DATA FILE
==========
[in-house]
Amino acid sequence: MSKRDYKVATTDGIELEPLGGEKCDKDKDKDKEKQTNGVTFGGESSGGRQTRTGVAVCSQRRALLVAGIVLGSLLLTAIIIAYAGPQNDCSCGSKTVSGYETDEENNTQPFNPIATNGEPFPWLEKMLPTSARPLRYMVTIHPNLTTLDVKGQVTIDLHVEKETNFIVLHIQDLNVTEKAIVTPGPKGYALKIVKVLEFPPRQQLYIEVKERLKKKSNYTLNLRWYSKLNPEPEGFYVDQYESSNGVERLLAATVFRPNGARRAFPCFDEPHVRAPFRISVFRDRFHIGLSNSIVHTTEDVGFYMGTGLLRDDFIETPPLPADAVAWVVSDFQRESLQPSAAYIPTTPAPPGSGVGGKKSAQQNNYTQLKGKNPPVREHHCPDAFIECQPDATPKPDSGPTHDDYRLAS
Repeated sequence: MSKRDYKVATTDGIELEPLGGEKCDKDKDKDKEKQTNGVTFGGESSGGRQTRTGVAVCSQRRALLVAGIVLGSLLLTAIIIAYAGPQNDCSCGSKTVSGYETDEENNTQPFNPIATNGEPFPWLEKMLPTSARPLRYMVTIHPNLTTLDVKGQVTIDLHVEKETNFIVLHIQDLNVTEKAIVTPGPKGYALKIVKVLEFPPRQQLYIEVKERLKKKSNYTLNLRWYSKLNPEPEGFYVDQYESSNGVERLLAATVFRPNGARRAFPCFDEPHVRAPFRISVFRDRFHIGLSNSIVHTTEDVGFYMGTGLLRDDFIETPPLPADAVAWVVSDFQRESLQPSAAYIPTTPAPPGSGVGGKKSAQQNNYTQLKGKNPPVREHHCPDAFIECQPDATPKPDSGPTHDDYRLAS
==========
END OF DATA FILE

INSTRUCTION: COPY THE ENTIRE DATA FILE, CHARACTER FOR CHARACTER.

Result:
[in-house]
Amino acid sequence: MSKRDYKVATTDGIELEPLGGEKCDKDKDKDKEKQTNGVTFGGESSGGRQTRTGVAVCSQRRALLVAGIVLGSLLLTAIIIAYAGPQNDCSCGSKTVSGYETDEENNTQPFNPIATNGEPFPWLEKMLPTSARPLRYMVTIHPNLTTLDVKGQVTIDLHVEKETNFIVLHIQDLNVTEKAIVTPGPKGYALKIVKVLEFPPRQQLYIEVKERLKKKSNYTLNLRWYSKLNPEPEGFYVDQYESSNGVERLLAATVFRPNGARRAFPCFDEPHVRAPFRISVFRDRFHIGLSNSIVHTTEDVGFYMGTGLLRDDFIETPPLPADAVAWVVSDFQRESLQPSAAYIPTTPAPPGSGVGGKKSAQQNNYTQLKGKNPPVREHHCPDAFIECQPDATPKPDSGPTHDDYRLAS
Repeated sequence: MSKRDYKVATTDGIELEPLGGEKCDKDKDKDKEKQTNGVTFGGESSGGRQTRTGVAVCSQRRALLVAGIVLGSLLLTAIIIAYAGPQNDCSCGSKTVSGYETDEENNTQPFNPIATNGEPFPWLEKMLPTSARPLRYMVTIHPNLTTLDVKGQVTIDLHVEKETNFIVLHIQDLNVTEKAIVTPGPKGYALKIVKVLEFPPRQQLYIEVKERLKKKSNYTLNLRWYSKLNPEPEGFYVDQYESSNGVERLLAATVFRPNGARRAFPCFDEPHVRAPFRISVFRDRFHIGLSNSIVHTTEDVGFYMGTGLLRDDFIETPPLPADAVAWVVSDFQRESLQPSAAYIPTTPAPPGSGVGGKKSAQQNNYTQLKGKNPPVREHHCPDAFIECQPDATPKPDSGPTHDDYRLAS